What Role Do Amoeba Play?
Amoeba are important hosts for water bacteria. Legionella pneumophila, Mycobacteria spp. and other “amoeba resistant bacteria” can be carried by these protozoa1-6. Legionellae are taken up into amoeba without being digested and replicate there within vacuoles.
When the Legionellae have reached a certain density, the vacuoles release them into the water system. Amoeba not only function as environmental reservoirs for Legionella, but have been also shown to be involved in selecting for, protecting and maintaining potentially pathogenic Legionella spp. in the environment7,8. They have also been shown to enhance the virulence of Legionella spp.
Amoeba can incorporate Legionella, which then proliferate inside vacuoles and are later released, either in the form of planktonic, free living bacteria, or packed within vacuoles.
Legionellae are well-known water-borne pathogens which may cause respiratory infections including severe pneumonia known as Legionnaire's disease. Legionellae are present in most natural water environments, although the predominant risk of infection is higher within in premise water systems, particularly large plumbing networks. Within drinking water system networks in buildings, conditions are favourable for Legionella spp. proliferation (e.g. temperature, nutrient availability, stagnancy, dead legs and dead ends, biofilm formation) and aerosol generation is common from water outlets such as showers, taps, spa pools, decorative water features etc.
Few countries actively monitor their public building water supply for Legionella, and therefore most buildings are operated without the recognition and/or management of Legionella risk. International guidelines have defined 1000 colony forming units (CFU)/L as a value for public health concern in non-healthcare buildings, although other guidance, including that from the World Health Organization, recognise that for health care facilities the target level should be “not detectable”, because of high risk patient groups being vulnerable to exposure already at low concentration levels.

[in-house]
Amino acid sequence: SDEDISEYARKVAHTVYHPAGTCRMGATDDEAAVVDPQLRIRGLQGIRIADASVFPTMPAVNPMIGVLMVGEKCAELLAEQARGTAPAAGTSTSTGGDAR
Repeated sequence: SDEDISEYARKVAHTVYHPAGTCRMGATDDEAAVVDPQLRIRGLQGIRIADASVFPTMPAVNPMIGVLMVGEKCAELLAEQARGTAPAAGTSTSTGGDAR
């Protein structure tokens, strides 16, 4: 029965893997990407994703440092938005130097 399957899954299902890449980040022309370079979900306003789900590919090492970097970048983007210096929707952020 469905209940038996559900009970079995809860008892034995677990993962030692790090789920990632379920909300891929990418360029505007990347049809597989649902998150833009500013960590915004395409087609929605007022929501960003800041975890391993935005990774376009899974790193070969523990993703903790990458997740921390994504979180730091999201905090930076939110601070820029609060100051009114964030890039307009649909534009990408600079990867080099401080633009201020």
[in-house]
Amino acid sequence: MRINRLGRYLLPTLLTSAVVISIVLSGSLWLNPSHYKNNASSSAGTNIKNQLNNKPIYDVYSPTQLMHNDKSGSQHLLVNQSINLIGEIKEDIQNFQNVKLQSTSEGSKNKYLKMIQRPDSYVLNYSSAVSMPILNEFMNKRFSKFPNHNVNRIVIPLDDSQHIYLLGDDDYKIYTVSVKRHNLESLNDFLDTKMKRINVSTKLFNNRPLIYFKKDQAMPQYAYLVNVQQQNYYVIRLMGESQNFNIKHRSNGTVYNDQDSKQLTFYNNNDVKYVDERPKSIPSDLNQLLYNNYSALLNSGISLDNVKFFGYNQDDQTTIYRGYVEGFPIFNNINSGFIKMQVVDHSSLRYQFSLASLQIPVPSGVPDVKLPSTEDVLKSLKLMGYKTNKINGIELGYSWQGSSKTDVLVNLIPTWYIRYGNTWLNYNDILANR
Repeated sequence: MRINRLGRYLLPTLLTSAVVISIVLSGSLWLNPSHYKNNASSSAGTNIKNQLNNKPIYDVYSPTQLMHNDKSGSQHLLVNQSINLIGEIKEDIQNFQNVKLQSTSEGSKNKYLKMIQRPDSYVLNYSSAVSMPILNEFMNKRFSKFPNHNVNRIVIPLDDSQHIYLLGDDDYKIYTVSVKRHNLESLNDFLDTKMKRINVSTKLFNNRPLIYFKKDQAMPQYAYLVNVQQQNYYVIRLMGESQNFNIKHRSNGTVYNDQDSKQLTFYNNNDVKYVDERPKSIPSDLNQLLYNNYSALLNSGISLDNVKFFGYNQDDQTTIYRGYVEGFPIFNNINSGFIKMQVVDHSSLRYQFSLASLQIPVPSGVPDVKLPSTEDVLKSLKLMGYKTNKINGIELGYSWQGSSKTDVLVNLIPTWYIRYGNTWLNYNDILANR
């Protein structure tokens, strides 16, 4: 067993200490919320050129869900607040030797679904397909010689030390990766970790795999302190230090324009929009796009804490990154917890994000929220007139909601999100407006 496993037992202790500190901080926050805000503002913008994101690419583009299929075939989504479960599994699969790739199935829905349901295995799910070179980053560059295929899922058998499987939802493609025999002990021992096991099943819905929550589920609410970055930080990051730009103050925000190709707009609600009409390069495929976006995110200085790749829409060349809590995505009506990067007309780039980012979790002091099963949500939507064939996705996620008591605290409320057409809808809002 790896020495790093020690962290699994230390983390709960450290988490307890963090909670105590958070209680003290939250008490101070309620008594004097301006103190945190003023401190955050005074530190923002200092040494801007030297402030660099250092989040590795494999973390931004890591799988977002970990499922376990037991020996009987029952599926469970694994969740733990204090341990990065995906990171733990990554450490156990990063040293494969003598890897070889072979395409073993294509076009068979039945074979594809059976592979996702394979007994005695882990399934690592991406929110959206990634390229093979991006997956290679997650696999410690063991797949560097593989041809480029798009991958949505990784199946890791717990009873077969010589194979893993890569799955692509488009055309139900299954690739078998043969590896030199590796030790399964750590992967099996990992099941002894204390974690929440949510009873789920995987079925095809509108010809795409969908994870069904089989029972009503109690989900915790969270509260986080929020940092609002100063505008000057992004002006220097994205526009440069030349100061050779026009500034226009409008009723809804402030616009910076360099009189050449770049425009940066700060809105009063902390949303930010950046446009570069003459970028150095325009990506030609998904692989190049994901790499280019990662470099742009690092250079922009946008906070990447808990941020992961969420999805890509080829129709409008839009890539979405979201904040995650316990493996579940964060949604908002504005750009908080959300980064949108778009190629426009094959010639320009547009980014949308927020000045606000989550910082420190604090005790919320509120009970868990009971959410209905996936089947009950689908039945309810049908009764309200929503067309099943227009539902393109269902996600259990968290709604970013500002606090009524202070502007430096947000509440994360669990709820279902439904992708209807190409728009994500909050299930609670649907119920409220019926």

The number of Legionella bacteria / Litre is only one parameter important when risk assessing the water quality in a building; the subtype, virulence of the Legionella strain, potential exposure routes and the immune status of the users in the building are also significant to include.
Pall Disposable Point-of-Use Water Filters contain double layer, 0.2 micron sterilizing grade membranes which act as a barrier to, and are validated for, removal of waterborne bacteria – including Legionella spp., protozoa, fungi and particles from the drinking water supply. The filters are suitable for various uses including the provision of water for drinking, food production, personal hygiene, showering and bathing. Pall Point-of-Use Water Filters can support the management and control of Legionella risk within buildings.
1. Cateau et al., “Free-living amoebae. What part do they play in healthcare associated infection?” J Hosp Inf, 87:131-40, 2014
2. Drancourt et al., “Interactions between Mycobacterium xenopi, amoeba and human cells”, J Hosp Infect, 65:138-42, 2007
3. Pagnier et al., “Isolation of Vermamoeba vermiformis and associated bacteria in hospital water”, Microb Pathog, 80:14-20, 2015
4. Zeybek & Binay, “Growth ability of gram negative bacteria in free-living amoeba”, Exp Parasitol, 145:121-6, 2014
5. Cervero-Aragó et al., “Effect of common drinking water disinfectants , chlorine and heat, in free Legionella and Amoeba-associated Legionella”, PLOS one, 10(8):e0134726. Doi: 10.1371/journal.pone.0134726, 2015
6. Drancourt, “Looking in amoeba as source of mycobacteria”, Microb Pathog, 77:119-24, 2014
7. Lau & Ashbolt, “The role of biofilms and protozoa in Legionella pathogenesis: implications for drinking water”, J Appl Microbiol, 107(2):368-78, 2009
8. Ashbolt, ”Environmental (Saprozoic) pathogens of engineered water systems: Understanding their ecology for risk assessment and management”, Pathogens, 4:390-405, 2015
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